# Acrylic kerf orientation dependence using Proof Grade 111-03

Using a drawing with a 1.000 inch square to test for the kerf in 111-03 Proof Grade Acrylic, the following dimensions are found after cutting:

Since most of my finger/slot joints use the non-rotated orientation, would you use two kerfs, one for x-direction paths and a different one for y-direction paths?

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Thatâ€™s interesting. Maybe itâ€™s more about the way that lines are interpolated and converted to X/Y coordinates than there being some major difference in kerf?

Maybe itâ€™s some difference in speed when running at 45 degrees versus orthogonal? If it were slightly slower on the 45 it could lead to wider kerf.

Was it on the same sheet of acrylic? Sheets can vary, normally Iâ€™d say itâ€™s not a serious concern but youâ€™re chasing three or four thousandths, so itâ€™s something to consider. Hmm.

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I just cut a few random squares and measured the variance to be around 0.005" - with no discernible pattern whether â€śstraightâ€ť or â€śrotatedâ€ť. Specifically, there was that much variance between straight ones, and rotated ones.

This isnâ€™t a precision industrial-quality machine. It uses rubber bands to control the motion, depending on where the teeth and notches are in the belts, thereâ€™ll be some slack/give. Has worked (for me and many others) for years.

Keep in mind, the beam itself isnâ€™t vertical in most cases. Slack/tolerances in the way the carriage plate moves mean there can be quite a bit of â€śleanâ€ť front-to-back. Thatâ€™s been discussed here if you want to search for it.

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Same sheet of acrylic with spacing as shown in drawing. The cast acrylic should be homogeneous material, possibly better than extruded. This was Proof Grade beta.

FWIW, cast acrylic can have up to three times the amount a tolerance as compared to extruded, and with some manufactures, the same sheet of cast can have a tolerance of up to 25% or more from one end to another. So unfortunately cast isnâ€™t homogeneous and it is possible tolerance is a factor.

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The first two cuts were taken near Home position: (3,-2)-(x,y) inches on bed.
For a second location taken at ( x,y)~ (18,-11)

So the kerf varies from 0 to 0.007 inches. Acrylic thickness varies by 0.0015 icches between the two locations.

Whatever is causing the change in cut dimensions makes getting good joint fits almost impossible in acrylic. I am suspicious it is the Glowforge itself.

This is interesting. I have some 6mm white opaque acrylic I can test out tomorrow and see what my machine does. It is a very fine kerf in this particular acrylic. Iâ€™ll give you some more data points.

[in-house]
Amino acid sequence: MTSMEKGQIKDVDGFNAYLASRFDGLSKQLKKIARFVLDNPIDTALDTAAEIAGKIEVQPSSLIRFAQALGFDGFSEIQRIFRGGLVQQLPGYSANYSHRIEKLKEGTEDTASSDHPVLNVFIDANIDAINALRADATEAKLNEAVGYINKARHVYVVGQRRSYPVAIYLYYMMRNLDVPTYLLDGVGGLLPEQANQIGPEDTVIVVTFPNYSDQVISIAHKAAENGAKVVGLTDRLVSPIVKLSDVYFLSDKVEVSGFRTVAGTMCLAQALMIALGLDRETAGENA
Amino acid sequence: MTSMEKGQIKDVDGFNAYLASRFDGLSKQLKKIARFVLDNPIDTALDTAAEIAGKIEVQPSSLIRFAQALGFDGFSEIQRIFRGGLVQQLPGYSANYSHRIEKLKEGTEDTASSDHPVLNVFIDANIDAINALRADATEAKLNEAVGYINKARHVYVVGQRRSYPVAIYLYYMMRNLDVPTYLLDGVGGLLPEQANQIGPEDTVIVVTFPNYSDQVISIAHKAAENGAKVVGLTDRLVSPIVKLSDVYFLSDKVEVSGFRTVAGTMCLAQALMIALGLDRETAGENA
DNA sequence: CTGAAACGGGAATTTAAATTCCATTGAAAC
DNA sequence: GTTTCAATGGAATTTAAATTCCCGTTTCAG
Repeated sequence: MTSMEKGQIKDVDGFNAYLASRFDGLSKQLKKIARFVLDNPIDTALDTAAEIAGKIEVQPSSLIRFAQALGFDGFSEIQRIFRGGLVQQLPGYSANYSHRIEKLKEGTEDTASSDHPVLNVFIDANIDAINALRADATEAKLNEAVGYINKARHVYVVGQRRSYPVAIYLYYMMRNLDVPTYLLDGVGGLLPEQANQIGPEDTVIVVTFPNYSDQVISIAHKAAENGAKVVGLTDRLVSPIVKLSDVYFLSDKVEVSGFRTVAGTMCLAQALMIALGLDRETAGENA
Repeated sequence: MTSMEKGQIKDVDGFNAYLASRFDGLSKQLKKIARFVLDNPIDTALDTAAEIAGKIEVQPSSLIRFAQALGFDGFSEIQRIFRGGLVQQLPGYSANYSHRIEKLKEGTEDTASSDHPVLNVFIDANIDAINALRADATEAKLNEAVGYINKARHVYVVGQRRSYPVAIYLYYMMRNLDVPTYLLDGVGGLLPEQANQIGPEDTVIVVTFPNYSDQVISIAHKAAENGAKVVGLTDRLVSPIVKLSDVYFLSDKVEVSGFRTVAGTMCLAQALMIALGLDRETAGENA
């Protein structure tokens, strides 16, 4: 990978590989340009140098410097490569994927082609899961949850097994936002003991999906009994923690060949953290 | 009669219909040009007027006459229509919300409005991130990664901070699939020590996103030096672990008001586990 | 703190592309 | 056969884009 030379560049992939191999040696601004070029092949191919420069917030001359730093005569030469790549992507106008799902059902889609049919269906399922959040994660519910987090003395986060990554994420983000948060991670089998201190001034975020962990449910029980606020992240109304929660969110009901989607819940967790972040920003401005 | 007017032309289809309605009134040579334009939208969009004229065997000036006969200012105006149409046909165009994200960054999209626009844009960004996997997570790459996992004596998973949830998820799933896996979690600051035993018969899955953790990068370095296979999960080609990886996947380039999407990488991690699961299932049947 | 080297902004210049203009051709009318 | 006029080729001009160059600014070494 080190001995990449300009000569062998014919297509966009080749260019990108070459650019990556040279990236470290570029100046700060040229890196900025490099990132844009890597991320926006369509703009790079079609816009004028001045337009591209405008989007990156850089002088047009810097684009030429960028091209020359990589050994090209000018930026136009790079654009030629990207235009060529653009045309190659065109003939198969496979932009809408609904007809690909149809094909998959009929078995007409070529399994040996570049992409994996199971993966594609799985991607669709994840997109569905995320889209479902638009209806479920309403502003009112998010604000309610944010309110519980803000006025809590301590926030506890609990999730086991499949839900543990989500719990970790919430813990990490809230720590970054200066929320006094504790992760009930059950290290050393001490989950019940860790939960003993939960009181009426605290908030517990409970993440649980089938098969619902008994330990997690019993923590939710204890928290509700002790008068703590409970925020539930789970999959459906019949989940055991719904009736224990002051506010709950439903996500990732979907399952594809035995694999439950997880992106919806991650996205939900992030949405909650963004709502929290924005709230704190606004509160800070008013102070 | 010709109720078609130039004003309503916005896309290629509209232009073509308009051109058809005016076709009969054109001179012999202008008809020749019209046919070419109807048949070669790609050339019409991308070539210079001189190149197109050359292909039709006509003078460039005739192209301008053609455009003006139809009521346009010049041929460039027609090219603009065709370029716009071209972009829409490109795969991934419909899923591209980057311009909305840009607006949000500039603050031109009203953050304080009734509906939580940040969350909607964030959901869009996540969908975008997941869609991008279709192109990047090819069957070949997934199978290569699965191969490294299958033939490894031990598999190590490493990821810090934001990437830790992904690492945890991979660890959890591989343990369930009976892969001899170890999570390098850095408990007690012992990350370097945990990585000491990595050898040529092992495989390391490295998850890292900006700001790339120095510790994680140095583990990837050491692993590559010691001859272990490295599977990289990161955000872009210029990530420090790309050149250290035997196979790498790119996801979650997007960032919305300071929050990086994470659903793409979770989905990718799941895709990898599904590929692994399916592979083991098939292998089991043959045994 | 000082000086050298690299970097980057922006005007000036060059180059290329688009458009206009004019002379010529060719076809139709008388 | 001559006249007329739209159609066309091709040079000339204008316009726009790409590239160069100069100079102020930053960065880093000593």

I have also tried Proof Grade Medium Density Draftboard. Looking at two locations on opposite sides of the bed, kerf varies from -0.003 to 0.007 inches. The negative value means the cut one inch piece was larger than the drawing. Afraid this could be a machine positing problem rather than a material issue.

Measured with a Mitutoyo digital calipers, flush with top surface of the coupon.

1. 0.9975 x 0.9920
2, 0.9950 x 0.9930
2. 0.9940 x . 0.9955
3. 0,9960 x 0.9950
4. 0.9960 x 0.9920
5. 0.9990 x 0.9945
6. 0.9950 x 0.9920
7. 0.9950 x 0.9945

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Measured with a Mitutoyo digital calipers, flush with top surface of the coupon.

1. 0.9975 x 0.9920
2, 0.9950 x 0.9930
2. 0.9940 x . 0.9955
3. 0,9960 x 0.9950
4. 0.9960 x 0.9920
5. 0.9990 x 0.9945
6. 0.9950 x 0.9920
7. 0.9950 x 0.9945

I donâ€™t know what this means. My calipers is in good shape. There is some skew as I can see daylight in between the jaws and the side of the coupon. I didnâ€™t track which way I measured but that would be good to understand where on the bed these measurements lie. Anyway, not off by much.

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Good data. My calipers are Mitutoyo dial with smallest fiducials at 0.001 inches. No gap between closed jaws.
Today I made cuts on PG Draftboard with a circle geometry. This allows orientation dependent measurements with a single piece. I think I will submit this problem to Problems and Support. Maybe they can download machine-specific corrections?
Thanks for getting more data.

We can brag on tools all day long (I have a 12" Mitotoyo here next to me on my sofa side table and a set of TESA micrometers in the room where my GF resides) but youâ€™re missing the point.

The GF uses rubber bands to control the motion. Youâ€™re chasing precision it simply wasnâ€™t designed for.

A thou or five is just fine for any kind of tab/slot/notch fitment on the materials itâ€™s designed to cut. As stated earlier, the carriage plate is nowhere near horizontal and as a result, the beam is off by that much in either direction.

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This is a second Glowforge machine. First one bought back in 2015 seemed to have less spread in kerf dependence on location or orientation.
Machine specific corrections for the drive belts would seem possible with downloaded error-correction data.